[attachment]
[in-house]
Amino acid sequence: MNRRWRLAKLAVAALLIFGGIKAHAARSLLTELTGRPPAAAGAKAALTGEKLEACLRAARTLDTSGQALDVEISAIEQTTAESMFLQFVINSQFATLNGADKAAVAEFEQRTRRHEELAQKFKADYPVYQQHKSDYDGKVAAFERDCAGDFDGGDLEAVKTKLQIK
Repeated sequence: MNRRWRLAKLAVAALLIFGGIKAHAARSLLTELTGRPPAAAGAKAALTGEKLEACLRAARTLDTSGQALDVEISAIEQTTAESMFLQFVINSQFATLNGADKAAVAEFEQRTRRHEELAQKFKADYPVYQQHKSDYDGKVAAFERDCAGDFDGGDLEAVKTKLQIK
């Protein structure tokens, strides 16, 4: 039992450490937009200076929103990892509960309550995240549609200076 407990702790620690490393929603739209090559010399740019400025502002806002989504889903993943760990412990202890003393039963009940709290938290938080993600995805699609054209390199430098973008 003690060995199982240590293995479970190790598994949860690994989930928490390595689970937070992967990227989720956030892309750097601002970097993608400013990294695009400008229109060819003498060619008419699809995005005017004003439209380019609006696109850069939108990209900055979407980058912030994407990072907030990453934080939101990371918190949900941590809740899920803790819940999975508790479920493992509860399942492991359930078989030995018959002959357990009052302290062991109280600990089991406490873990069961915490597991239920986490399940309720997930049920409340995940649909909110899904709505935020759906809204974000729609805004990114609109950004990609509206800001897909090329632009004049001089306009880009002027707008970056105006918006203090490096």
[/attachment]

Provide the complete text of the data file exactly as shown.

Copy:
[in-house]
Amino acid sequence: MNRRWRLAKLAVAALLIFGGIKAHAARSLLTELTGRPPAAAGAKAALTGEKLEACLRAARTLDTSGQALDVEISAIEQTTAESMFLQFVINSQFATLNGADKAAVAEFEQRTRRHEELAQKFKADYPVYQQHKSDYDGKVAAFERDCAGDFDGGDLEAVKTKLQIK
Repeated sequence: MNRRWRLAKLAVAALLIFGGIKAHAARSLLTELTGRPPAAAGAKAALTGEKLEACLRAARTLDTSGQALDVEISAIEQTTAESMFLQFVINSQFATLNGADKAAVAEFEQRTRRHEELAQKFKADYPVYQQHKSDYDGKVAAFERDCAGDFDGGDLEAVKTKLQIK
């Protein structure tokens, strides 16, 4: 039992450490937009200076929103990892509960309550995240549609200076 407990702790620690490393929603739209090559010399740019400025502002806002989504889903993943760990412990202890003393039963009940709290938290938080993600995805699609054209390199430098973008 003690060995199982240590293995479970190790598994949860690994989930928490390595689970937070992967990227989720956030892309750097601002970097993608400013990294695009400008229109060819003498060619008419699809995005005017004003439209380019609006696109850069939108990209900055979407980058912030994407990072907030990453934080939101990371918190949900941590809740899920803790819940999975508790479920493992509860399942492991359930078989030995018959002959357990009052302290062991109280600990089991406490873990069961915490597991239920986490399940309720997930049920409340995940649909909110899904709505935020759906809204974000729609805004990114609109950004990609509206800001897909090329632009004049001089306009880009002027707008970056105006918006203090490096």